The report also indicates that some of the observed sources of attack were apparently monitoring sites having nothing to do with elections in addition to the election-related sites. This implies that some of the reported activity might be part of the general scanning for personal or other information that we know is a constant feature of the internet. If you see a shark in the ocean, it doesn’t mean it is there specifically to eat you.

The fact that no one connected with releasing the report has yet protested its treatment in the media means that this deceit was intentional.

U.S. Senate
Without providing any evidence, without listing any targets, and without naming any foreign actors, the U.S. Senate Intelligence Committee’s assessment is that the Russians interfered in the Presidential election of 2016.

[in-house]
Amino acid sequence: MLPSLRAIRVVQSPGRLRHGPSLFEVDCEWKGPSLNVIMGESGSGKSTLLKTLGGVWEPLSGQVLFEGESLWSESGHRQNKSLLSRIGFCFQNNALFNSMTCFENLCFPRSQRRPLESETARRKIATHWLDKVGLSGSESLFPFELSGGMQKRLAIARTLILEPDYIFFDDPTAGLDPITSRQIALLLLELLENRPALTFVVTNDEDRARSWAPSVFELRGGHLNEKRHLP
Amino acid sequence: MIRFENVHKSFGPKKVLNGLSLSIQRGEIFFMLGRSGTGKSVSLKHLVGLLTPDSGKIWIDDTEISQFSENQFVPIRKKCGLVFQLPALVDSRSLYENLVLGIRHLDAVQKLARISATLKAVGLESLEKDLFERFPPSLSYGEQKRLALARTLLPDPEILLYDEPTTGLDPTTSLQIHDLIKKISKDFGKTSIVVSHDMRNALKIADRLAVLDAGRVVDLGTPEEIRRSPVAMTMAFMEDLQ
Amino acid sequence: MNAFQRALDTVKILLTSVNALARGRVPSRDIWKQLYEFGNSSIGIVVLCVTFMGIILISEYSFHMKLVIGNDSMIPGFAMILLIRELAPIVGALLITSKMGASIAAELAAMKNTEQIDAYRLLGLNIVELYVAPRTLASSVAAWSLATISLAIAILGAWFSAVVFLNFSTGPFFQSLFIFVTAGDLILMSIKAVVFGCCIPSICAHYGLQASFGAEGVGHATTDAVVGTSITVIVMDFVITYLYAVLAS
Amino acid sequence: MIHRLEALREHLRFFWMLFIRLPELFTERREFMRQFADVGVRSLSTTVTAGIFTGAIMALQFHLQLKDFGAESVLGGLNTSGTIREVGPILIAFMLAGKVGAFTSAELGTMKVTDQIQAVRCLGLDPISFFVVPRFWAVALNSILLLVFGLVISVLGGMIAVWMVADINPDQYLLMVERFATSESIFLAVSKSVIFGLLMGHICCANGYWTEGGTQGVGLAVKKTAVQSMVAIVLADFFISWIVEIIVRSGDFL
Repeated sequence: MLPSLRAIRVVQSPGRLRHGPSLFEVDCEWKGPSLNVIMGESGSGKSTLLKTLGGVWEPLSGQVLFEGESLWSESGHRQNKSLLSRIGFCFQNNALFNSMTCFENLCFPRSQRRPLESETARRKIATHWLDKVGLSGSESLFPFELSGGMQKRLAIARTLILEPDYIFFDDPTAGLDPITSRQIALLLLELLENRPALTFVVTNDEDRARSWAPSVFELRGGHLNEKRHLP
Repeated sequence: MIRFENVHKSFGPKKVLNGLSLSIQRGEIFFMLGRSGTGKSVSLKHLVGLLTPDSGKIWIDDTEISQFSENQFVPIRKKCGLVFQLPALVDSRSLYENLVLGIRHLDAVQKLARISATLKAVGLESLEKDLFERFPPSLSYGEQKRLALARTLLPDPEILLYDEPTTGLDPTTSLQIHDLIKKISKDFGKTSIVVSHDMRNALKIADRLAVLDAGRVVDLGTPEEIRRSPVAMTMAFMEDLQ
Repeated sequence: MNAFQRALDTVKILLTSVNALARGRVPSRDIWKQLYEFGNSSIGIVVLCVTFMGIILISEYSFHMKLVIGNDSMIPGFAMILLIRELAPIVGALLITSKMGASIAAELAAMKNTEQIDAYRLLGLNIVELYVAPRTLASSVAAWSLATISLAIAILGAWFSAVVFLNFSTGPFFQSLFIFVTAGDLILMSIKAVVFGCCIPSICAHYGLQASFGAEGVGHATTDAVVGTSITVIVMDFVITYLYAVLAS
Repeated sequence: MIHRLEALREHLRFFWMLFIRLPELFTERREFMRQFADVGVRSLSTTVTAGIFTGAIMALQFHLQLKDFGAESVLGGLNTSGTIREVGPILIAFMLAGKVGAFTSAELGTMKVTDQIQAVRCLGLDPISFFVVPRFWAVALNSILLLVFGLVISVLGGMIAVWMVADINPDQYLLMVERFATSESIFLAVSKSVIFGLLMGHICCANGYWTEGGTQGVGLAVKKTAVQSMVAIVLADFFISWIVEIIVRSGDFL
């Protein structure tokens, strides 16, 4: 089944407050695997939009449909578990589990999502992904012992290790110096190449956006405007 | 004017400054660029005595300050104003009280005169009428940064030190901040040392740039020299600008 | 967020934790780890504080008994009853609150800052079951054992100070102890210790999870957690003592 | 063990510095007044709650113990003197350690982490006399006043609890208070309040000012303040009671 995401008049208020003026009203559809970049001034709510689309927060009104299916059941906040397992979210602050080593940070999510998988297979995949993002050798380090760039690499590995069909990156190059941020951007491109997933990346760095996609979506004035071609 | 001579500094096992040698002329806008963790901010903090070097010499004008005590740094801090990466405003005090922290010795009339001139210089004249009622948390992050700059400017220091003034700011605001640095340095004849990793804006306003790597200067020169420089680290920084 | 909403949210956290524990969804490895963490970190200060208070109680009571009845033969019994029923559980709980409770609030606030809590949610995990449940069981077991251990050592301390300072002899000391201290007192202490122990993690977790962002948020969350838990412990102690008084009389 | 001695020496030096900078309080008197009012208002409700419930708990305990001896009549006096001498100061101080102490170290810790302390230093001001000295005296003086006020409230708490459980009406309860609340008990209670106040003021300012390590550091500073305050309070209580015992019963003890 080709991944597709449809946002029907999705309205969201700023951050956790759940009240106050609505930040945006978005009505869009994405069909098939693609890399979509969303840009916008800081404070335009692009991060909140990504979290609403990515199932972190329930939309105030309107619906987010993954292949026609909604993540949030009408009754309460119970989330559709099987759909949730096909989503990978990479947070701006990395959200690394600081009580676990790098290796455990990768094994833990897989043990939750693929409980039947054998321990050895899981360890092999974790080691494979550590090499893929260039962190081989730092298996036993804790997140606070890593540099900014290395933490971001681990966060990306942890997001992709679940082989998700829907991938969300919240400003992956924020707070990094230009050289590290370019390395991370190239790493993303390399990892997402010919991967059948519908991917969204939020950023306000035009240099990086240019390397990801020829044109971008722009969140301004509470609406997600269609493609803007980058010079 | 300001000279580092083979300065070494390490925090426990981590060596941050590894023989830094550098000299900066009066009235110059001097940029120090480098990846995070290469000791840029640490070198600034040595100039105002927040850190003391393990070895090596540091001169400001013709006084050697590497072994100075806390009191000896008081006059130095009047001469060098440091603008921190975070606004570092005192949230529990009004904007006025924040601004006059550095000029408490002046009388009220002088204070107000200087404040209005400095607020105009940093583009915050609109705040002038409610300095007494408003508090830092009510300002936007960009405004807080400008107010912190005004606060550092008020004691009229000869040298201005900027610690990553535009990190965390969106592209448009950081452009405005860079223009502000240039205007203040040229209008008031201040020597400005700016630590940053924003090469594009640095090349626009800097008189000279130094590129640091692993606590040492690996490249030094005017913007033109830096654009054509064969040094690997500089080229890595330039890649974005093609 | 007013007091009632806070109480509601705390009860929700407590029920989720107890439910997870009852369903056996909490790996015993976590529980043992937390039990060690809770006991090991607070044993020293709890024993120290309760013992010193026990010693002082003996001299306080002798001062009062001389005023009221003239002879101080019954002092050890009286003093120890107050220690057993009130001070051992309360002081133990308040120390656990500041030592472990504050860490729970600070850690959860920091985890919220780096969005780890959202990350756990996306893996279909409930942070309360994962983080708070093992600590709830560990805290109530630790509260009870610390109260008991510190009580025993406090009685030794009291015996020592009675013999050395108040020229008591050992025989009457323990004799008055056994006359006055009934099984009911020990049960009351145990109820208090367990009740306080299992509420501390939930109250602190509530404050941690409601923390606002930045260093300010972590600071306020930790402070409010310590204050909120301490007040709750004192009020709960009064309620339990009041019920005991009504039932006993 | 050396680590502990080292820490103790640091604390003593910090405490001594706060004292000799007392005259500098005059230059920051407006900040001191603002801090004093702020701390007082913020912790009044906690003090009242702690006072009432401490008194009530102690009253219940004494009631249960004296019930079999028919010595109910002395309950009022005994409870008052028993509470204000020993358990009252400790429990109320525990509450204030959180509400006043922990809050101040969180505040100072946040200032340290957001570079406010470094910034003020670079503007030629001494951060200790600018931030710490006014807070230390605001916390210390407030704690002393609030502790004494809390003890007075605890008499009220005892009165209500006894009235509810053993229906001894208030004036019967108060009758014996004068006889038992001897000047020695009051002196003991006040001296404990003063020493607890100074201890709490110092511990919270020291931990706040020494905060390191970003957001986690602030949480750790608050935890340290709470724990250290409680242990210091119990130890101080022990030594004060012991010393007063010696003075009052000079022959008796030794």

What Did They Say?

In summary, this report claims, without publicly presenting any supporting evidence, that various entities, possibly including Russian ones and almost certainly including others, have been gaining access to data systems related to the conduct of elections. It is also reported that some data has been extracted from these sites, as has occurred with hundreds or thousands of commercial, governmental, or personal sites. That is the most destructive activity reported. These entities might have the potential to do serious damage to the election process, but they have not done so, nor is there any evidence, after years of observation, that they have attempted to do so. Like the Democratic congressmen questioning Mueller, the report is full of sound bites like “all fifty states,” that are totally unsupported by any evidence, that the authors hope will be repeated far and wide.

The fact that no one connected with releasing the report has yet protested its treatment in the media means that this deceit was intentional.